Comments by Senator raise ghost of money trail at Moriarty


BACKGROUND:Any new material which emerges will be of interest to parties seeking to sue the State

THE COMMENTS yesterday of Cavan Senator Diarmuid Wilson concerning Doncaster Rovers Football Club raise again one of the more contentious aspects of the so-called money trail element of the Moriarty tribunal.

During its mammoth inquiry into alleged financial links between politician Michael Lowry and businessman Denis O’Brien, the tribunal looked at a number of English property transactions, of which the Doncaster deal was the largest.

The company that owned the football club and the lease on its stadium, was bought in 1998 for £4.3 million.

Lowry told the tribunal he had nothing to do with the deal, while O’Brien said it was his deal and had nothing to do with Lowry.

Lowry told the tribunal that other, lesser, property deals, in Cheadle and Mansfield, were his and had nothing to do with O’Brien. O’Brien’s evidence supported this.

An important aspect of all three deals was that they involved the same English solicitor, Christopher Vaughan, acting for the purchaser, and also involved Omagh-based land scout, Kevin Phelan, and a Dublin accountant, Aidan Phelan (no relation to Kevin Phelan and a business associate of O’Brien’s).

Mr Justice Michael Moriarty accepted the initial account he was given concerning Doncaster, but then The Irish Times reported that a letter existed, from Vaughan to Lowry, dated September 1998, which was written on the understanding that Lowry was involved in the Doncaster deal.

As a result, the tribunal, following an unsuccessful legal challenge from O’Brien to stop it doing so, held public hearings into the issue.

In his report published last year, Mr Justice Moriarty found that, at the time of the Doncaster purchase, “Mr Lowry did have an involvement in the Doncaster Rovers transaction, which it was intended would entail a payment to, or the conferral of a pecuniary advantage on, Mr Lowry by Mr Denis O’Brien”.

He said the tribunal had been unable to determine the precise nature of Lowry’s interest.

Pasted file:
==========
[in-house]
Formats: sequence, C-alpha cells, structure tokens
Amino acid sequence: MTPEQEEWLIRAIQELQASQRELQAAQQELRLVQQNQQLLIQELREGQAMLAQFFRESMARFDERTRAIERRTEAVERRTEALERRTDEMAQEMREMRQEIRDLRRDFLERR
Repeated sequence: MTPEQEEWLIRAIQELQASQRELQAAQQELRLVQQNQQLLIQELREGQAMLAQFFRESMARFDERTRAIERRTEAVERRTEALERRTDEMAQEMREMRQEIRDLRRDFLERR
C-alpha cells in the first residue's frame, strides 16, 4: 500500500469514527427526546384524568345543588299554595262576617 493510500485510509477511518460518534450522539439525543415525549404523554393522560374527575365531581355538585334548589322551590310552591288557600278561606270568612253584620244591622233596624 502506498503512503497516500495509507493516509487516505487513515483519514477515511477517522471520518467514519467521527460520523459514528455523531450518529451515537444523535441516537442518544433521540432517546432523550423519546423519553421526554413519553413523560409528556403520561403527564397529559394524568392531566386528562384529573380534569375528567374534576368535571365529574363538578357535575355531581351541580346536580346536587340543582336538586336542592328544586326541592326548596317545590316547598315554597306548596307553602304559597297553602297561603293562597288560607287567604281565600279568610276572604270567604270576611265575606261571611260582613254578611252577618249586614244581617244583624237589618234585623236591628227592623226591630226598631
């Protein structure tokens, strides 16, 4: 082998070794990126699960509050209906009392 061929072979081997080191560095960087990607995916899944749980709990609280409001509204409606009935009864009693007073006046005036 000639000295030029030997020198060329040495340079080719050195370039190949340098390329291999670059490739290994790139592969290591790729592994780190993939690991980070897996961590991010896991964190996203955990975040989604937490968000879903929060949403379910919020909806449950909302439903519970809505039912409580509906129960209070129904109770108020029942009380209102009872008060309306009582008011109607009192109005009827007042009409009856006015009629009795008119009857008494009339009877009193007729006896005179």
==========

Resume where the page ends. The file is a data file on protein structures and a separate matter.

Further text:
While the tribunal “could comment on what it believes may have been the nature of Lowry’s interest and involvement”, to do so would be “unduly speculative”.

The Doncaster property now belongs to an O’Brien company called Westferry.

When O’Brien went to the High Court in September 2004 to try to stop the tribunal holding hearings into Doncaster, it emerged that Lowry’s accountant, Denis O’Connor, a partner with Brophy, Butler, Thornton, Foxrock, Co Dublin, had been involved in discussions with Kevin Phelan over fees Phelan claimed he was due from the Doncaster deal.

The tribunal had been given Vaughan’s files on the English transactions, but Phelan knew the files had been doctored. He used this knowledge in his campaign to be paid more money, and in the end was paid £150,000 by Westferry.

The import of what Senator Wilson said yesterday is that there is in existence, somewhere, more material that may support the tribunal’s finding that Lowry was involved in the Doncaster deal at some stage.

It also seems this material was not given to the tribunal during its hearings.

Given the findings already made by the tribunal in relation to Doncaster, it is unclear whether any new material in this regard could have any effect on cost orders being made by the tribunal.

Whatever about the costs issue, any new material that may emerge and that purports to deal with matters concerning O’Brien and Lowry, will be of great interest to the parties seeking to sue the State.

Lowry had no comment to make when contacted yesterday.